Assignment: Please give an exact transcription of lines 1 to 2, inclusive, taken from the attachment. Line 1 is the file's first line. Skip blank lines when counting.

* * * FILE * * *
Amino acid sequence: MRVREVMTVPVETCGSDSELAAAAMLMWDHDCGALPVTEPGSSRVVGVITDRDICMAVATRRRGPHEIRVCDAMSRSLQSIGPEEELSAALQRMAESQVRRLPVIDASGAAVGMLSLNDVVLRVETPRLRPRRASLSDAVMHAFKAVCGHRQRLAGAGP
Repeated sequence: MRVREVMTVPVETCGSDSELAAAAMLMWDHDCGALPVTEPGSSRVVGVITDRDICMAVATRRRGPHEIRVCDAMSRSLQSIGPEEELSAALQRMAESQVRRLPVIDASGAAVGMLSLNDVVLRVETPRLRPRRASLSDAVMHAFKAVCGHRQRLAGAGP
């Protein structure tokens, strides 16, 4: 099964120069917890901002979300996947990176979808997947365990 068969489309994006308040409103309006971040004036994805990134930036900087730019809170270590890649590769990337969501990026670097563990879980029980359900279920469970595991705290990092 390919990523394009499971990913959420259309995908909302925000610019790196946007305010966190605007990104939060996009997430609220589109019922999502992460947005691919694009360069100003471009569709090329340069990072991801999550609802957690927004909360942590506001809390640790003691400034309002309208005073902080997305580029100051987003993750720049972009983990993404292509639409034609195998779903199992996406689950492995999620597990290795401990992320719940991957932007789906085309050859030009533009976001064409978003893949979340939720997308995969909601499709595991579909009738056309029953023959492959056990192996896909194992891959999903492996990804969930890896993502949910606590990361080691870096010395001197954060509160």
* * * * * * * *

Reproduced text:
Amino acid sequence: MRVREVMTVPVETCGSDSELAAAAMLMWDHDCGALPVTEPGSSRVVGVITDRDICMAVATRRRGPHEIRVCDAMSRSLQSIGPEEELSAALQRMAESQVRRLPVIDASGAAVGMLSLNDVVLRVETPRLRPRRASLSDAVMHAFKAVCGHRQRLAGAGP
Repeated sequence: MRVREVMTVPVETCGSDSELAAAAMLMWDHDCGALPVTEPGSSRVVGVITDRDICMAVATRRRGPHEIRVCDAMSRSLQSIGPEEELSAALQRMAESQVRRLPVIDASGAAVGMLSLNDVVLRVETPRLRPRRASLSDAVMHAFKAVCGHRQRLAGAGP